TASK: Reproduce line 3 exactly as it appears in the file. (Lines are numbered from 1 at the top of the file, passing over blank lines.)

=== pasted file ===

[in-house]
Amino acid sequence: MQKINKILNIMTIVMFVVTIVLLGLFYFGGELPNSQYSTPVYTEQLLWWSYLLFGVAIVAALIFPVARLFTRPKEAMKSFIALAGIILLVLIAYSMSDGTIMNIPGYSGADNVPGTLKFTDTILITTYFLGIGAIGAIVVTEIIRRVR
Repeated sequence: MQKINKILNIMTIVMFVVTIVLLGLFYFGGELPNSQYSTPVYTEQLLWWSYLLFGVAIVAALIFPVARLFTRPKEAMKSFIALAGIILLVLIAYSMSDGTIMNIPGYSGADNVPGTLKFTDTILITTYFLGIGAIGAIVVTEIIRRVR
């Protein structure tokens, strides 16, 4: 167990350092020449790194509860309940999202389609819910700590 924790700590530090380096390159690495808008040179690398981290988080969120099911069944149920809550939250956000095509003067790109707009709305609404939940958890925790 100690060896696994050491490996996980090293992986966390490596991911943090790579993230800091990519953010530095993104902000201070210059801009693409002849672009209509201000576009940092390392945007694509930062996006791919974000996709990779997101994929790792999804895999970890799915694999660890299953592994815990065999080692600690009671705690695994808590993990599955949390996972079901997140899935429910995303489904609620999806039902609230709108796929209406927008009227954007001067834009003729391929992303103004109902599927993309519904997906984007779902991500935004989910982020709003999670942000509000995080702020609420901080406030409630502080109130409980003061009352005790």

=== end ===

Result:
Repeated sequence: MQKINKILNIMTIVMFVVTIVLLGLFYFGGELPNSQYSTPVYTEQLLWWSYLLFGVAIVAALIFPVARLFTRPKEAMKSFIALAGIILLVLIAYSMSDGTIMNIPGYSGADNVPGTLKFTDTILITTYFLGIGAIGAIVVTEIIRRVR